India is set to deport seven Rohingya Muslims back to Myanmar after they entered Assam illegally. The men have been held in a prison in Assam on charges of illegally entering the country and are due to be sent back on October 3, the UN Special Rapporteur on racism, Tendayi Achiume, said Tuesday.
But, Achiume who is a United Nations legal expert has voiced concern over New Delhi’s action. "Given the ethnic identity of the men, this is a flagrant denial of their right to protection and could amount to refoulement," the law professor said in a statement.
Refoulement means the forcible return of refugees or asylum seekers to a country where they are liable to be subjected to persecution. According to the 1951 Refugee Convention of the UNHCR, the core principle of the convention is non-refoulement, which asserts that a refugee should not be returned to a country where they face serious threats to their life or freedom. This is now considered a rule of customary international law.
"The Indian government has an international legal obligation to fully acknowledge the institutionalised discrimination, persecution, hate and gross human rights violations these people have faced in their country of origin and provide them the necessary protection." Achiume said. She also said that New Delhi was obliged to refer Rohingyas under its custody to the UN refugee agency to assess their protection needs.
More than 700,000 ethnic Rohingya fled an offensive by Myanmar troops launched nearly a year ago in reprisal for attacks on border posts by Rohingya rebels who took up arms against the ill-treatment of the country’s minority. Myanmar’s government says the Rohingya do not ethnically belong to the country and were brought as indentured labour by the British during Colonial times.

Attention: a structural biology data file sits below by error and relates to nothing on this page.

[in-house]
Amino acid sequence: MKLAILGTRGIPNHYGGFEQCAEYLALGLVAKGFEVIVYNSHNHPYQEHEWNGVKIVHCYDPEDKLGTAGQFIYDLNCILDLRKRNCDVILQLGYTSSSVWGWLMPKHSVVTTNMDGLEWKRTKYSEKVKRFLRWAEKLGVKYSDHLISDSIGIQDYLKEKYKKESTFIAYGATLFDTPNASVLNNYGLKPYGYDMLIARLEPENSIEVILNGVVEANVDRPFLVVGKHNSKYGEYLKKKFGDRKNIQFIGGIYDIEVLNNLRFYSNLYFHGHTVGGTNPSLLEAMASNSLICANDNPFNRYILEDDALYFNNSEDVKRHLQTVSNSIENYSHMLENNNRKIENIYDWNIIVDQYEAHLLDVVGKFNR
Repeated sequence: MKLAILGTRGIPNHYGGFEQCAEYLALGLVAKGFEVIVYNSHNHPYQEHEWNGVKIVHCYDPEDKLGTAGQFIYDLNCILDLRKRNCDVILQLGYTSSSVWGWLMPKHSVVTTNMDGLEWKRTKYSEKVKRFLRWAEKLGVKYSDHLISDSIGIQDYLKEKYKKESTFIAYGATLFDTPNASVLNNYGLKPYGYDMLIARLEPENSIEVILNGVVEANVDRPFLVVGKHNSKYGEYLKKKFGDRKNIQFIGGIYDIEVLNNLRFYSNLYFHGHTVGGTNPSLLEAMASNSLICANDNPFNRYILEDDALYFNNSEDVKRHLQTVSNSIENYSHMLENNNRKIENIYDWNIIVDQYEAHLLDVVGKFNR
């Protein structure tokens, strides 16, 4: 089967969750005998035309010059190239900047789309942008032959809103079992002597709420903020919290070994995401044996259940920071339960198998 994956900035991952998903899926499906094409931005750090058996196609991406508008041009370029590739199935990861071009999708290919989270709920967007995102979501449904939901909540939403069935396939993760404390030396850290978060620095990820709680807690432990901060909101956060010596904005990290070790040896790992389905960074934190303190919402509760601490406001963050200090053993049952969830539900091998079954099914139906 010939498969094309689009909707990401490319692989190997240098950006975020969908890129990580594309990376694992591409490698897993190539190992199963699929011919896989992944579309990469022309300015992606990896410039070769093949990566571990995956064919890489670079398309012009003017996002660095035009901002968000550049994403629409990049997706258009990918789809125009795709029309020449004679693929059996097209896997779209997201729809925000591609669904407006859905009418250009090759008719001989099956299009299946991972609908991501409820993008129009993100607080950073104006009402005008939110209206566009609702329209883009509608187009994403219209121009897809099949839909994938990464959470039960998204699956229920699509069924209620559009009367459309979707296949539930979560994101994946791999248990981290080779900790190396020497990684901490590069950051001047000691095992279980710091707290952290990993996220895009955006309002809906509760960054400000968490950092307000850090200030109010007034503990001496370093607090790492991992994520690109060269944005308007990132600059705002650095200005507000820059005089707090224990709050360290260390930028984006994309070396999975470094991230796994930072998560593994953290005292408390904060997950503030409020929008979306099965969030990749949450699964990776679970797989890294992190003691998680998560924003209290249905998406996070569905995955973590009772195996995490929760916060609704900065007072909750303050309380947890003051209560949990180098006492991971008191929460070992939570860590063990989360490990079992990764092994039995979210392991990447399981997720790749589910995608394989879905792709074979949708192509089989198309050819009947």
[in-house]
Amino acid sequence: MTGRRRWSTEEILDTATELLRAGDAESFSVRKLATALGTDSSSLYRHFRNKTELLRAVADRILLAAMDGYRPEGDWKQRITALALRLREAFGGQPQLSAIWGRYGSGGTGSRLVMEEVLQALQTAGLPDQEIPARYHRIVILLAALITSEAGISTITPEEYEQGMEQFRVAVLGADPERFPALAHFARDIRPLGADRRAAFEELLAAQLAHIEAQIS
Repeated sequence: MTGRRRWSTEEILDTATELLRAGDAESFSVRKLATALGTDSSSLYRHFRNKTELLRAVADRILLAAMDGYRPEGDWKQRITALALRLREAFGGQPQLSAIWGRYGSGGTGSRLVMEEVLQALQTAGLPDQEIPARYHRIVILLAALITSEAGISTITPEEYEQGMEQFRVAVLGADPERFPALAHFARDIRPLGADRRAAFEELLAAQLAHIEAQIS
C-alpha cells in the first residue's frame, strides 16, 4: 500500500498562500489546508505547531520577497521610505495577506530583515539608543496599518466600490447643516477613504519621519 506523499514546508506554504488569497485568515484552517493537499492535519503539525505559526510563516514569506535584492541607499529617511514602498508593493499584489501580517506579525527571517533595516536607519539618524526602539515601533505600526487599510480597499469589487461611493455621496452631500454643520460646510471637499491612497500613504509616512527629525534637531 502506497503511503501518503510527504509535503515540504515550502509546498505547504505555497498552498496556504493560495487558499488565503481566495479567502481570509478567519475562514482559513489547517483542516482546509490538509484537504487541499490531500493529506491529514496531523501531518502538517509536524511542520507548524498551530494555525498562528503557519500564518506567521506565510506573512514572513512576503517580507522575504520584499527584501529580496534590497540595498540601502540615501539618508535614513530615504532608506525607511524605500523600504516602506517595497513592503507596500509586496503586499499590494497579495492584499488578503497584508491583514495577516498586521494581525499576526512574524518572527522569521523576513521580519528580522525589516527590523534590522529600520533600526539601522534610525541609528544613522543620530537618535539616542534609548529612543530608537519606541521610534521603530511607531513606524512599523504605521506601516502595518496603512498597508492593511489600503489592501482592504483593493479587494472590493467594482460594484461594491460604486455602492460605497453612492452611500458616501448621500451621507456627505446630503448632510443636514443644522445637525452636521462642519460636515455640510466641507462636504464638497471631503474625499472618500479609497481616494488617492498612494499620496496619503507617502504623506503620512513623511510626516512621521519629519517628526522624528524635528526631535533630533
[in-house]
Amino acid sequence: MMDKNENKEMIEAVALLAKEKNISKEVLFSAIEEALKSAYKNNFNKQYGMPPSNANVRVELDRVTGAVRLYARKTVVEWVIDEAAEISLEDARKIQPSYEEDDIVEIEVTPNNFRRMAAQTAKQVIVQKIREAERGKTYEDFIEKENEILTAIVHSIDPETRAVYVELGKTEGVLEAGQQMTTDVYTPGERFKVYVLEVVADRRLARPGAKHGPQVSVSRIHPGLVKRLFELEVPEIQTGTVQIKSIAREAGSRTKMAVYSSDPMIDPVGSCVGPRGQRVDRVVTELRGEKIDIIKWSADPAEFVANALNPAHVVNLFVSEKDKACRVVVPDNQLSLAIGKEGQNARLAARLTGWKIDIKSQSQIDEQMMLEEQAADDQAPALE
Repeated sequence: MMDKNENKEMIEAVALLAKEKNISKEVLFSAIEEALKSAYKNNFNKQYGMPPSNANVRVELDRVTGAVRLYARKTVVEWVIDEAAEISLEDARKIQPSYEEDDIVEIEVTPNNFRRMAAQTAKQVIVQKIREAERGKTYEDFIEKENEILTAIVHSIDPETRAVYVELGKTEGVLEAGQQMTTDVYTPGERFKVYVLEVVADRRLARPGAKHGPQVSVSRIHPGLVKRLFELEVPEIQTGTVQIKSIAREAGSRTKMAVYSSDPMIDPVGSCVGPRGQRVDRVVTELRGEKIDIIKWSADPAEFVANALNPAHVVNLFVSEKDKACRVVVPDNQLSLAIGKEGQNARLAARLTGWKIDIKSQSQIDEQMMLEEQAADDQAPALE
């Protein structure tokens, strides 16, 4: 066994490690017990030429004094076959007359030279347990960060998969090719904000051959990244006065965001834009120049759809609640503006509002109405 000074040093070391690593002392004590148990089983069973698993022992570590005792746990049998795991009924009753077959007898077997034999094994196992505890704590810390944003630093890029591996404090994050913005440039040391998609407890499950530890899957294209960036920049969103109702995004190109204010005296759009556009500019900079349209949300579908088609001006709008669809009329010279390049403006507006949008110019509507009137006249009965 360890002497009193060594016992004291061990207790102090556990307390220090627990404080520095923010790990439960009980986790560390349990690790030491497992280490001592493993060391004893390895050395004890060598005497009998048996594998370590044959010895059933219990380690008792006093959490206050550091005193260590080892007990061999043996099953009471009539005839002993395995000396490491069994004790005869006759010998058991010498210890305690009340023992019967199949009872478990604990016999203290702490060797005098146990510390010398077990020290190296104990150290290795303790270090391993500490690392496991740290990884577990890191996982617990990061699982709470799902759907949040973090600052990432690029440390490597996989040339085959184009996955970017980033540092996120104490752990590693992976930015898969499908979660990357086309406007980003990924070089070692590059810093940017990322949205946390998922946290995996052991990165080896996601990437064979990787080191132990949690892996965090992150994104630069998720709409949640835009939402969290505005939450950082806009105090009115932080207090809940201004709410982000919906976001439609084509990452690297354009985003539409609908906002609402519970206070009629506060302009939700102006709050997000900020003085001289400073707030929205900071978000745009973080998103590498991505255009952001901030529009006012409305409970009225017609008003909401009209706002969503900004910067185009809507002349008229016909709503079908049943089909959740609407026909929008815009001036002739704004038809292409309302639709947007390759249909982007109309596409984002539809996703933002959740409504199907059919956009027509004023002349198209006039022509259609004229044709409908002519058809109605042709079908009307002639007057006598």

The United Nations has termed the repression "ethnic cleansing" and "genocide". Meanwhile, Bangladesh Prime Minister, Sheikh Hasina at the UNGA accused Myanmar of not keeping its commitment to take back Rohingya Muslims. Hasina's remarks came as the U.N. Human Rights Council agreed to set up a team to collect evidence of alleged human rights violation crimes and to punish the guilty.
The International Criminal Court too has said that it has jurisdiction in the crimes committed against the Rohingya in Myanmar and is looking at forming charges against certain officials in the Myanmar’s military junta. Myanmar's army has denied nearly all wrongdoing, insisting its campaign was justified to root out Rohingya insurgents.
But, the UN expert said she was "appalled" at the amount of time the seven men from Kyauk Daw township in central Rakhine state had been detained in Assam.
"Prolonged detention of this kind is prohibited," Achiume said. "It could be considered arbitrary, and could even fall under the category of inhuman and degrading treatment." The scheduled deportations follow an Indian government order last year to return Rohingyas, but India's Supreme Court is still considering a petition challenging the order on the grounds it was unconstitutional.
The UN expert said nearly 200 Rohingyas are known to be detained in India on charges of illegal entry. "We urge the government of India to abide by the international norm of non-refoulement and protect the rights of asylum seekers and refugees including Rohingyas," she said.
While successive waves of Rohingyas have fled into Bangladesh, small numbers have found their way to India and Nepal while a small community has also been established in Pakistan. Outgoing Director General of Border Security Force (BSF) while interacting with media on the last of his office had said that the paramilitary force had successfully contained the influx of Rohingyas into India. He also claimed that smaller groups of the community always tried to enter into the Indian territory, but the paramilitary force had not allowed them to enter. (With agency inputs)